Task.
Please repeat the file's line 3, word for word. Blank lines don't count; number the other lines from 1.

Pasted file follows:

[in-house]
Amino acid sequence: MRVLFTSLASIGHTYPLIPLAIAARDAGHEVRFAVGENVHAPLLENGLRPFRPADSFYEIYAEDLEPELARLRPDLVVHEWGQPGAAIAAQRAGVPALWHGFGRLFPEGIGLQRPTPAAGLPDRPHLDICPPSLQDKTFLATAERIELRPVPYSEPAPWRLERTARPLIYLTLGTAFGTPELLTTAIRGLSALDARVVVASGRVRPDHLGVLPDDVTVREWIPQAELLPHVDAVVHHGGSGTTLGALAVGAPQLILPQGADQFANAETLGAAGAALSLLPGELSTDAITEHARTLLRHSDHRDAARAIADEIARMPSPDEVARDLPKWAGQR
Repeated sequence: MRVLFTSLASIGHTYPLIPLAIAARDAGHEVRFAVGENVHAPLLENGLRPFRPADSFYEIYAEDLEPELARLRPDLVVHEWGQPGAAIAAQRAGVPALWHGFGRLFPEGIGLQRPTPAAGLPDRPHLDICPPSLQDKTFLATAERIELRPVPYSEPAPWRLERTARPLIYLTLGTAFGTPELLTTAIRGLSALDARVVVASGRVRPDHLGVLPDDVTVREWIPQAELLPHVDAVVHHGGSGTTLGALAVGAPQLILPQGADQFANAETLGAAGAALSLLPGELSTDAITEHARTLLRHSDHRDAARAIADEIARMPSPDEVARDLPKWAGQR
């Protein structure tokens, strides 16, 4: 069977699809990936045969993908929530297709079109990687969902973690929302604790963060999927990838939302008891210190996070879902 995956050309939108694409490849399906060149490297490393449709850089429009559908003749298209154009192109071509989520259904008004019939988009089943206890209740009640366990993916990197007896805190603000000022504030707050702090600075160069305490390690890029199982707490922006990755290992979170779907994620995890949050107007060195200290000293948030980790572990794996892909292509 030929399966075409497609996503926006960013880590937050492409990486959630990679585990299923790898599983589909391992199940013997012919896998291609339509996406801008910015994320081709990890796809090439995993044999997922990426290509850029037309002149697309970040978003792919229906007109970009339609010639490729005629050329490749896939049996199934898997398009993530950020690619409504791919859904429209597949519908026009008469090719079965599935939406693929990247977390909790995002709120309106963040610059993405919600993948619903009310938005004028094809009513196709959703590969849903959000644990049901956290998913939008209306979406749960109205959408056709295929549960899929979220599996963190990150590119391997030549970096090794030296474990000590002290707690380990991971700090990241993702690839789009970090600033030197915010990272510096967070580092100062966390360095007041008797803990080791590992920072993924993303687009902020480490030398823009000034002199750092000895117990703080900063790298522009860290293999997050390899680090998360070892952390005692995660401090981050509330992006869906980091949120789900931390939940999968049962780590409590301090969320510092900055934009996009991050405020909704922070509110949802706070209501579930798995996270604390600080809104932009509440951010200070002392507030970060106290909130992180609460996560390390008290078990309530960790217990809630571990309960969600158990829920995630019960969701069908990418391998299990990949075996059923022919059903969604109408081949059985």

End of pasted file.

Repeated sequence: MRVLFTSLASIGHTYPLIPLAIAARDAGHEVRFAVGENVHAPLLENGLRPFRPADSFYEIYAEDLEPELARLRPDLVVHEWGQPGAAIAAQRAGVPALWHGFGRLFPEGIGLQRPTPAAGLPDRPHLDICPPSLQDKTFLATAERIELRPVPYSEPAPWRLERTARPLIYLTLGTAFGTPELLTTAIRGLSALDARVVVASGRVRPDHLGVLPDDVTVREWIPQAELLPHVDAVVHHGGSGTTLGALAVGAPQLILPQGADQFANAETLGAAGAALSLLPGELSTDAITEHARTLLRHSDHRDAARAIADEIARMPSPDEVARDLPKWAGQR